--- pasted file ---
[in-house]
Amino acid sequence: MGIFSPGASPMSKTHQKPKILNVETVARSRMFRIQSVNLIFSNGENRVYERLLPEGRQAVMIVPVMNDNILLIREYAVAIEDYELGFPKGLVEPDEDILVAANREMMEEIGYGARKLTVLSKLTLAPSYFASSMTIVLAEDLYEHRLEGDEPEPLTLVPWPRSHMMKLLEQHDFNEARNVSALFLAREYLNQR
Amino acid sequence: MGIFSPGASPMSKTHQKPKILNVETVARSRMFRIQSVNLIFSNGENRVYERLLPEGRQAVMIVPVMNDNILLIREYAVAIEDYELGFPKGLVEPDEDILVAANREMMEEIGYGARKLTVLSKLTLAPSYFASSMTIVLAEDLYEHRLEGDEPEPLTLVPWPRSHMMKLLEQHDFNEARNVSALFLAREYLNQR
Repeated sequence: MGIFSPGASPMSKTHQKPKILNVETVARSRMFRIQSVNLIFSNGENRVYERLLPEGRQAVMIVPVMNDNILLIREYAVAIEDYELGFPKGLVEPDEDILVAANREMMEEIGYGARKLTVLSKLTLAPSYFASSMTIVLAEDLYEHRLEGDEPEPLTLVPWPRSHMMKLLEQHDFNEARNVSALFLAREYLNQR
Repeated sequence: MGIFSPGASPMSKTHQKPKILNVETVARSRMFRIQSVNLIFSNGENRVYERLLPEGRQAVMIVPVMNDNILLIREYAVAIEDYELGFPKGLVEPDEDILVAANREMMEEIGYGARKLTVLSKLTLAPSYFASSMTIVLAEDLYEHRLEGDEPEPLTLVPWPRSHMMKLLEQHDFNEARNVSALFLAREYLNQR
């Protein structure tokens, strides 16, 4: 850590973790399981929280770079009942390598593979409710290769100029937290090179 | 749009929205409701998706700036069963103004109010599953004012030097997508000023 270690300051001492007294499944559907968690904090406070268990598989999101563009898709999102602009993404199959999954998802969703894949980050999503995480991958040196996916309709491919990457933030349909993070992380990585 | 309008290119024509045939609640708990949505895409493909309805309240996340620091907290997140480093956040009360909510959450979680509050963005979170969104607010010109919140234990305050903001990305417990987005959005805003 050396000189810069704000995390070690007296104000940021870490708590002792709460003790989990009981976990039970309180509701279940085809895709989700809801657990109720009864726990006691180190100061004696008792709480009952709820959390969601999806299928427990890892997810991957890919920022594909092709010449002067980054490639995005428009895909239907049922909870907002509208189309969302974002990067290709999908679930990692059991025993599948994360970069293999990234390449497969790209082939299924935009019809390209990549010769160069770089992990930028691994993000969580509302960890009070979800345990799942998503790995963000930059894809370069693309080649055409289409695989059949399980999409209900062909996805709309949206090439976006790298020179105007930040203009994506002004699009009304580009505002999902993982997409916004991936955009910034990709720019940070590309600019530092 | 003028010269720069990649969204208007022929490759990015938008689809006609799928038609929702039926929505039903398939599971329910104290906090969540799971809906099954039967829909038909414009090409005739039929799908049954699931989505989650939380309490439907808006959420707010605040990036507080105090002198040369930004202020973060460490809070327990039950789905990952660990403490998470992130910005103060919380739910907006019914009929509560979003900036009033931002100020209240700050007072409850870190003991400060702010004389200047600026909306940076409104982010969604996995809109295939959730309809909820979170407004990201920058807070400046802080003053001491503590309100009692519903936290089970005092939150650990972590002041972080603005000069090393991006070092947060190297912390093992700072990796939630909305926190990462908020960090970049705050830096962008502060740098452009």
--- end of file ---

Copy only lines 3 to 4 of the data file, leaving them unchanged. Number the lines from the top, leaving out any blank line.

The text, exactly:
Amino acid sequence: MGIFSPGASPMSKTHQKPKILNVETVARSRMFRIQSVNLIFSNGENRVYERLLPEGRQAVMIVPVMNDNILLIREYAVAIEDYELGFPKGLVEPDEDILVAANREMMEEIGYGARKLTVLSKLTLAPSYFASSMTIVLAEDLYEHRLEGDEPEPLTLVPWPRSHMMKLLEQHDFNEARNVSALFLAREYLNQR
Repeated sequence: MGIFSPGASPMSKTHQKPKILNVETVARSRMFRIQSVNLIFSNGENRVYERLLPEGRQAVMIVPVMNDNILLIREYAVAIEDYELGFPKGLVEPDEDILVAANREMMEEIGYGARKLTVLSKLTLAPSYFASSMTIVLAEDLYEHRLEGDEPEPLTLVPWPRSHMMKLLEQHDFNEARNVSALFLAREYLNQR